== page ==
Spanish Coalition for Housing: From Foreclosure to Homeownership

When you’ve fallen behind on your rent or mortgage and eviction or foreclosure looms, people feel shame, fear, and uncertainty.

But Gabriela Roman, executive director of Spanish Coalition for Housing (SCH), says there should be no shame and that an immense amount of help is available if you’re facing such a scenario.

The 40-year-old organization focuses on removing the barriers to homeownership, particularly for Latinos and those with low-to-moderate incomes.

Its three offices on Chicago’s north, west, and south sides offer a full slate of housing-related services, including pre-purchase counseling and eviction and foreclosure prevention.

Foreclosure avoidance

Although you may think that the foreclosure crisis has ended, that’s not the case.

“Before the recession, we had about 10 families facing foreclosure each year,” recalls Roman. “At the height of the recession, it was 3,000. Now we’re at about 1,200. It’s less than that peak, but it’s still a significant number.”

SCH relies on its relationships with local partners like banks and pro bono lawyers, experience negotiating forbearance agreements and loan modifications, and expertise in working with the court system to help to keep clients in their houses.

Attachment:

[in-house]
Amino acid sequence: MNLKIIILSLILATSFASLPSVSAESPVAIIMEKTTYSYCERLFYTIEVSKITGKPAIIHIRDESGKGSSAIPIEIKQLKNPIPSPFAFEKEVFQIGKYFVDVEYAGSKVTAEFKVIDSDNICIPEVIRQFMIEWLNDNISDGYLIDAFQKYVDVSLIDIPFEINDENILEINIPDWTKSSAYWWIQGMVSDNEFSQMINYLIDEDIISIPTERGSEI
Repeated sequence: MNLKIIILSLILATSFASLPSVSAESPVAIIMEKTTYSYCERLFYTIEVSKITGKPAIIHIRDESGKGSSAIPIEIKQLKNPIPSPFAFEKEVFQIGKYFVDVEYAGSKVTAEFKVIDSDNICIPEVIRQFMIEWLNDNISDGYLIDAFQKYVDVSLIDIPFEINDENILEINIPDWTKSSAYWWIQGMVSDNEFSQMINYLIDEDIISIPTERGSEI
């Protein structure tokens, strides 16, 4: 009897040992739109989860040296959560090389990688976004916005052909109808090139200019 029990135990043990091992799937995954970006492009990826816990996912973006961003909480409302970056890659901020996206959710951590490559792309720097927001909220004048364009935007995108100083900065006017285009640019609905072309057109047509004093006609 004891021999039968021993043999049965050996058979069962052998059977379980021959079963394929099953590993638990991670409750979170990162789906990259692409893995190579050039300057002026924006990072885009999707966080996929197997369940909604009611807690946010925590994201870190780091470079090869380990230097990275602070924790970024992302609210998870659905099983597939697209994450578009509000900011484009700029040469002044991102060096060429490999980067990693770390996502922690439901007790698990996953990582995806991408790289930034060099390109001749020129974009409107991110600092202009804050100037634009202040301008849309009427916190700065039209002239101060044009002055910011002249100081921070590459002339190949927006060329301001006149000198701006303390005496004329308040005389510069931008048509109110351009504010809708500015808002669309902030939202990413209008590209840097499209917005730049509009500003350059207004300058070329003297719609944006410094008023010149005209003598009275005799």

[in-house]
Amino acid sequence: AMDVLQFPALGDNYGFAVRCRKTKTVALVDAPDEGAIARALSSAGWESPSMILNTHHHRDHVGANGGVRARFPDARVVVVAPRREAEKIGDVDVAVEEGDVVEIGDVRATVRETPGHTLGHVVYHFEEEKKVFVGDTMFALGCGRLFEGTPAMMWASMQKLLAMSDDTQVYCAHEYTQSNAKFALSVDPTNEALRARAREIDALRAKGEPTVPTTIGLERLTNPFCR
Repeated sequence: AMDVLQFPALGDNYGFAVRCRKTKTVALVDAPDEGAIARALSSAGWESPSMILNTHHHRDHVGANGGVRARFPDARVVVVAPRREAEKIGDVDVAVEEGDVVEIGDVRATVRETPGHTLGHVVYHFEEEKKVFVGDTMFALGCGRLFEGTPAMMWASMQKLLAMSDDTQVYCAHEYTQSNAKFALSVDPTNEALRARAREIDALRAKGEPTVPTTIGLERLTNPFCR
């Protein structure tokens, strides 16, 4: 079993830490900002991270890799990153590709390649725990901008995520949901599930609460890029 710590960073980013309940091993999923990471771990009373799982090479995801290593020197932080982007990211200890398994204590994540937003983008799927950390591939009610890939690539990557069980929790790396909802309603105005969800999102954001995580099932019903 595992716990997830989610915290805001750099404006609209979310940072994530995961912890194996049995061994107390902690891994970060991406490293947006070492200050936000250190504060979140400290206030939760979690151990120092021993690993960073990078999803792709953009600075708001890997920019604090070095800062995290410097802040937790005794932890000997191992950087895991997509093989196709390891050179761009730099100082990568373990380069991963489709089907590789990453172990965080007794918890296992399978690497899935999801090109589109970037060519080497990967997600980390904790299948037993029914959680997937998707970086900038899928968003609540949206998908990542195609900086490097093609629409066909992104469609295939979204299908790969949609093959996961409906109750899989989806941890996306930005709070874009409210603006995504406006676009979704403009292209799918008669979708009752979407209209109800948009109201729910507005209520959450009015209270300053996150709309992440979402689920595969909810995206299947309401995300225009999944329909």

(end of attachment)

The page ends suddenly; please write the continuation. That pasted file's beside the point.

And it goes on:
If you’re a homeowner and you know you’re going to have trouble making your next mortgage payment, Roman says that it’s best to contact SCH immediately for help. In addition, the agency can access emergency funding, including the Illinois Hardest Hit Fund, which provides up to $35,000 to help homeowners avoid foreclosure. “It gives families a chance to get back on track,” says Roman.

Smart landlords, greater housing stability

SCH also focuses on renters by finding affordable apartments and mediating landlord-tenant disputes to avoid evictions.

And since many landlords are mom ‘n pop operations, SCH connects them with building maintenance funds and provides education and workshops so they understand both their rights and responsibilities and tenants’ rights. SCH’s view is that stable, educated landlords make for a more stable housing environment.

In addition, SCH helps people buy their first home by providing financial literacy and credit counseling and connecting them to funding. And while the perception is that gentrification has all but eliminated affordable housing, Roman says there are pockets of affordability in the city, along with greater resources to make homeownership a reality.

After the housing bust, those resources all but dried up. “Now they’re back,” says Roman. “Especially in the last two years, there have been more loan products and sources for help with down payments and closing costs.”

One such source is Liberty Bank, a SCH community partner that has provided fundraising assistance to SCH and has helped its clients with mortgages and buyer preparedness education.

“You need good partners, products, and people,” says Roman. “I’ve been working with Liberty Bank throughout my career, and it’s a bank that cares about its neighbors and the community and has worked with us on affordable loans for first-time buyers,” she says.

Struggle to triumph

SCH’s work is paying off.

Roman says that June 2017 was a turning point, as it was the first month in more than eight years that SCH had more clients seeking help with buying homes than seeking foreclosure assistance.

“Before, they were fighting to survive. Now we’re seeing families that are looking to build wealth,” she says. “That’s huge for those who lost so much during the last recession.”

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